✔︎ What's new with the 6th edition of Dr. David Sousa's "How the Brain Learns"
The importance of the cognitive component of social-emotional learning
The importance of student engagement, especially through academic teams
Connections between Bloom’s Taxonomy and current instructional strategies, such as teaming and project/maker learning
Strategies that ALL teachers can implement to reduce stress in the classroom and improve student learning/engagement.
What happens in the brain when we are learning something new.
How to make practice PERMANENT and transfer knowledge into memory.
What we can learn from the specialized areas of the brain
How the science of reading can help us as teachers with the learning process
I’m thrilled to have the chance to speak with David Sousa again, as It was David Sousa’s How the Brain Learns book Series[ii] that is now in its 6th Edition (that includes How the Brain Learns, How the Brain Learns to Read, How the Gifted Brain Learns, and How the Special Needs Brain Learns) that I was given by an educator who put me on the path of helping others to understand how learning occurs in the brain. When reading this series, I was told from other respected colleagues that this book series is one that every educator should read, and after our first interview, was contacted from educators all over the country (and world) with how helpful this series has been for them. How the Brain Leans has helped me as a parent to understand how my own children learn (specifically with reading) and gave me more understanding and patience to help put into practice some of the secrets for accelerating literacy that we have dove into on this podcast, since this first interview with David Sousa, almost 2 years ago now.
For those new, or returning guests, welcome back! I'm Andrea Samadi, author, and educator from Toronto, Canada, now in Arizona, and like many of you listening, have been fascinated with learning and understanding the science behind high performance strategies that we can use to improve our productivity in our schools, our sports, and workplace environments. My vision is to bring the experts to you, share their books, resources, and ideas to help you to implement their proven strategies, whether you are a teacher working in the classroom or in the corporate environment.
A bit about David Sousa, he’s an international consultant in educational neuroscience, has written more than 20 books for educators and parents on ways to use brain research to improve teaching and learning. He has conducted workshops for more than 200,000 educators in hundreds of school districts on brain research and science education at the Pre-K to Grade 12 and university levels. He has presented at national conventions of educational organizations and to regional and local school districts across the United States, Canada, Europe, Australia, New Zealand, and Asia.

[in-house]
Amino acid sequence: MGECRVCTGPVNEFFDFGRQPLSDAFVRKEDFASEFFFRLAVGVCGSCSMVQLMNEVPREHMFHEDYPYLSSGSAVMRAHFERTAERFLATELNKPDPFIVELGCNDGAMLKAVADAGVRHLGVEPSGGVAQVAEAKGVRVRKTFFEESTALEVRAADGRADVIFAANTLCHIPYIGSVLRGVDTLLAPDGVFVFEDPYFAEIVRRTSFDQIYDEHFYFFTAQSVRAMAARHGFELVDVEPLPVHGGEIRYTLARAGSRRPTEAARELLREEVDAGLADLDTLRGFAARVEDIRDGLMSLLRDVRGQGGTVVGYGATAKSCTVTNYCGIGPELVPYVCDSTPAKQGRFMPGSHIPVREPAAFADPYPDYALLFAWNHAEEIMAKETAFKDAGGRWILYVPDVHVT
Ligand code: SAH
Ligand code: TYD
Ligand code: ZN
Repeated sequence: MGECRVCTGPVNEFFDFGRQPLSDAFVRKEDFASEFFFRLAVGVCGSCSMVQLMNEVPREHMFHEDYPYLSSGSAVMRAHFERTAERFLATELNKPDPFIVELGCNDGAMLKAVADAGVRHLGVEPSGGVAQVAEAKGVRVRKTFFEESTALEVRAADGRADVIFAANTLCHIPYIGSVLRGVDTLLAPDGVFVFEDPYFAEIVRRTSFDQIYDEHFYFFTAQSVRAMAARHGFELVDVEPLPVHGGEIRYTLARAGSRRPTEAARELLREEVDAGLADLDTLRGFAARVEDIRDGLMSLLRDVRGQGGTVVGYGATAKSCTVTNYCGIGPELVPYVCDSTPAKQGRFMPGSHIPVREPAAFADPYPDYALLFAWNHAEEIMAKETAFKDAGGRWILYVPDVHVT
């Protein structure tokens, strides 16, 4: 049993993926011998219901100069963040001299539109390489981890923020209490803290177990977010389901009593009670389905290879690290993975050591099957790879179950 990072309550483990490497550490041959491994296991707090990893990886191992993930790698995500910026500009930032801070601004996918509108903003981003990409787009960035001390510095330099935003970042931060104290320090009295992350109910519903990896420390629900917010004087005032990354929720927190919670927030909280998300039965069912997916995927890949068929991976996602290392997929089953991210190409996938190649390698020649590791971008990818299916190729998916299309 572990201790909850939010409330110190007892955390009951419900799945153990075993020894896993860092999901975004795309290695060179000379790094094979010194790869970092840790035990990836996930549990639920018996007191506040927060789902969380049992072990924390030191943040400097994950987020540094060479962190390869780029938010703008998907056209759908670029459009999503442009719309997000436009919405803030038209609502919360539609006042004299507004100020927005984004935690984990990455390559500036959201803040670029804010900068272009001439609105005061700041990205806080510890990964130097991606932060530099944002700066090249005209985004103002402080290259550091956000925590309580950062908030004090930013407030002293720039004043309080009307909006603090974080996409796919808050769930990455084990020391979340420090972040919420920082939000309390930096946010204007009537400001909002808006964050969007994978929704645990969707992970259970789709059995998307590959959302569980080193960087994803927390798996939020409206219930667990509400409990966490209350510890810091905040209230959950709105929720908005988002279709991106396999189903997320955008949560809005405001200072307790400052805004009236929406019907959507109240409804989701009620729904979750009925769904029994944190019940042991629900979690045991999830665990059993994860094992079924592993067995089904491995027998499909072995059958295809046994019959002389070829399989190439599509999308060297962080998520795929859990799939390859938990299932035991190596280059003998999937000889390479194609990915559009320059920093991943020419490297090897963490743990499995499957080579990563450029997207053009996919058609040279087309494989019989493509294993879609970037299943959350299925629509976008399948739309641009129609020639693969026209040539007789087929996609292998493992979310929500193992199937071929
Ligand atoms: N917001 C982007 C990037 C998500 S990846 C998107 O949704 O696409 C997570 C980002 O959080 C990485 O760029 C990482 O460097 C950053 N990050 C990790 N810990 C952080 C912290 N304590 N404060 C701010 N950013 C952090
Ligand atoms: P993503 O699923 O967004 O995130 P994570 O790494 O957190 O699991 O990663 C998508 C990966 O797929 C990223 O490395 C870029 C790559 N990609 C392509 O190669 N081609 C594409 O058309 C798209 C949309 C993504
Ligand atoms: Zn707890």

Dr. Sousa has a bachelor of science degree in chemistry from Bridgewater (Massachusetts) State University, a master of arts degree in teaching science from Harvard University, and a doctorate from Rutgers University. His teaching experience covers all levels. He has taught high school science and has served as a K–12 director of science, a supervisor of instruction, and a district superintendent in New Jersey schools. He has been an adjunct professor of education at Seton Hall University and at Rutgers University. He has received awards from professional associations, school districts, and Bridgewater State University (Distinguished Alumni Award), as well as several honorary doctorates for his commitment and contributions to research, professional development, and science education. He has been interviewed on the NBC Today show, on National Public Radio, and other programs about his work with schools using brain research. He makes his home in south Florida.
I would highly recommend watching our first interview together and can’t wait to hear what’s new to deliver game-changing and brain-changing results for our students.
Let’s welcome back Dr. David A. Sousa!
WELCOME and INTRO Q: Welcome back, David, thank you for coming back on the podcast as a returning guest. David, I’m sure you will remember me sending you feedback after our first interview from educators around the world who were using How the Brain Learns with their students, and that you know how important this understanding of the brain is for the future of education. Thank you for your dedication to this field. I know I speak on behalf of everyone who reads your books and gains a deeper understanding of how to teach with our brain in mind as a result.